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Op-Ed \ Ralph Culver

New MLS season brings optimism, suggestion for new All-Star format.

(Sunday, March 26, 2000) -- The sun's a little brighter, the air a little warmer, and hope for a championship burns in the heart of every fan. Spring and the promise of renewal are in the air: it's time to play ball. Football, that is; the 2000 Major League Soccer season is underway.

I, for one, am more excited and optimistic about this MLS campaign than any since the inaugural season, and I don't believe it's merely due to the genetic predisposition every New England sports fan has toward rose-colored cornea. Yes, this year's Revs model is potentially the best team to hit the Foxboro pitch ever. But it's so much more than that. Everything you've heard and read about all of the changes in the league being for the better are true.

One change MLS has undertaken is realignment to three divisions. The hope is this configuration will build up more intense club rivalries. But this move has created a fluky problem for the MLS brass to deal with in that oh-so-American of sporting institutions we have foisted on the world's game: how do we choose two sides for the MLS All-Star Game?

Here's a proposition that I think would be great fun for everyone, create more fanfare and hoopla for the public and the press, take a page from one of the great traditions of world football -- and it gets around the threee-conference problem. Colors being so important in soccer, and as MLS is our premier American league, let's have the Reds vs. the Blues.

As always, the fans vote for their favorite players, by position. The highest vote-getters are in, as follows: top four forwards, top eight midfielders, top eight backs, top two keeps. The four MLS head coaches with the best records at the All-Star break will earn the honor of serving as the coach\assistant coach for the two teams, first- and second-best records to head-coach, third and fourth to assist. The coaches select the reserves.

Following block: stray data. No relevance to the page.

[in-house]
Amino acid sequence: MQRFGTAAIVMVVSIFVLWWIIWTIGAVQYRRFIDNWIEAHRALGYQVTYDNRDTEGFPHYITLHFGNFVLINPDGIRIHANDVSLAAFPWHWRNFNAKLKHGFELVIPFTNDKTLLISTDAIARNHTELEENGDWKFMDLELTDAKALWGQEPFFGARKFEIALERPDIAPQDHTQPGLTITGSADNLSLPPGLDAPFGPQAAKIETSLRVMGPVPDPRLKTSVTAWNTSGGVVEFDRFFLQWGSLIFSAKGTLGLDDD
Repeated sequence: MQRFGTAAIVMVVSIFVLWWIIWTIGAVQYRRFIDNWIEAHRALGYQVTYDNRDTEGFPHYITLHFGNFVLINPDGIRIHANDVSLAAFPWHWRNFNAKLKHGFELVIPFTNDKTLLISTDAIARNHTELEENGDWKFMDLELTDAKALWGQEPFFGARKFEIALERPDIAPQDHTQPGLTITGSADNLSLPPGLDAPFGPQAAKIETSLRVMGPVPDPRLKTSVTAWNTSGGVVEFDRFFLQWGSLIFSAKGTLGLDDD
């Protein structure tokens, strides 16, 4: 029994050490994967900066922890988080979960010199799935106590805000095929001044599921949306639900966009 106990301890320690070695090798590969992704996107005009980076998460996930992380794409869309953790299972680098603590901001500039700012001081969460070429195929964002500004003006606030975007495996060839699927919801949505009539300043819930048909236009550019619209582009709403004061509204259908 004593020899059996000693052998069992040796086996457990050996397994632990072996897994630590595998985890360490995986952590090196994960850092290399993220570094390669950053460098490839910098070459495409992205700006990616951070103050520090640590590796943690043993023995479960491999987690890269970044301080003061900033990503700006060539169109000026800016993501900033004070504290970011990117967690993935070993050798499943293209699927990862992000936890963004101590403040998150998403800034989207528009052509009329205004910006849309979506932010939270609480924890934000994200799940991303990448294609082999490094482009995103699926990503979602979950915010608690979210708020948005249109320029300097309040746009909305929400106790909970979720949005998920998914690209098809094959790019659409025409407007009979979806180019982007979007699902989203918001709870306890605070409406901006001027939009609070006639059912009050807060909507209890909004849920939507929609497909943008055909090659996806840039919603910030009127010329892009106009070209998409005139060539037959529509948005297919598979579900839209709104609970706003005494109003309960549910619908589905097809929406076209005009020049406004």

The selection ceremony takes place on national TV. A la World Cup qualifying, put all the names in balls and place the balls into bowls by field position, head coach, and assistant coach. Let's have commissioner Don Garber flip a coin, Blue on one side, Red on the other. Whichever side comes up on the toss decides order of designation.

The names are then drawn by fans who have won the right to do so in an All-Star Draw promotion. Draw the head coaches first; then, alternately, assistant coaches, keepers, defenders, etc., until all names have been selected. Voila: two All-Star teams that would be a mystery to even the players and coaches until the moment the draw is completed.

there's my solution. No matter how the teams are chosen, though, it's not going to affect my enjoyment of the coming season -- particularly now, while I have every right to fantasize about Burnsie, Harksie, Chrono, and the rest of the New England boys holding the Cup above their heads as they drive in glory down Commonwealth Avenue.

May you heartily enjoy this year’s MLS campaign for the Cup -- and may the best team (other than D.C. United) triumph.

Ralph Culver is many things, including a poet and critic, an employee of the State of Vermont's Agency of Human Services, a father to four collegiate and scholastic varsity soccer players, a United States Soccer Federation-licensed Grade 8 referee -- and a guy who makes a round-trip drive of five-hundred miles from his home in Burlington, Vt., to Foxboro Stadium at least six times each MLS season to watch the Revolution. He can be e-mailed at ReCulver@aol.com.

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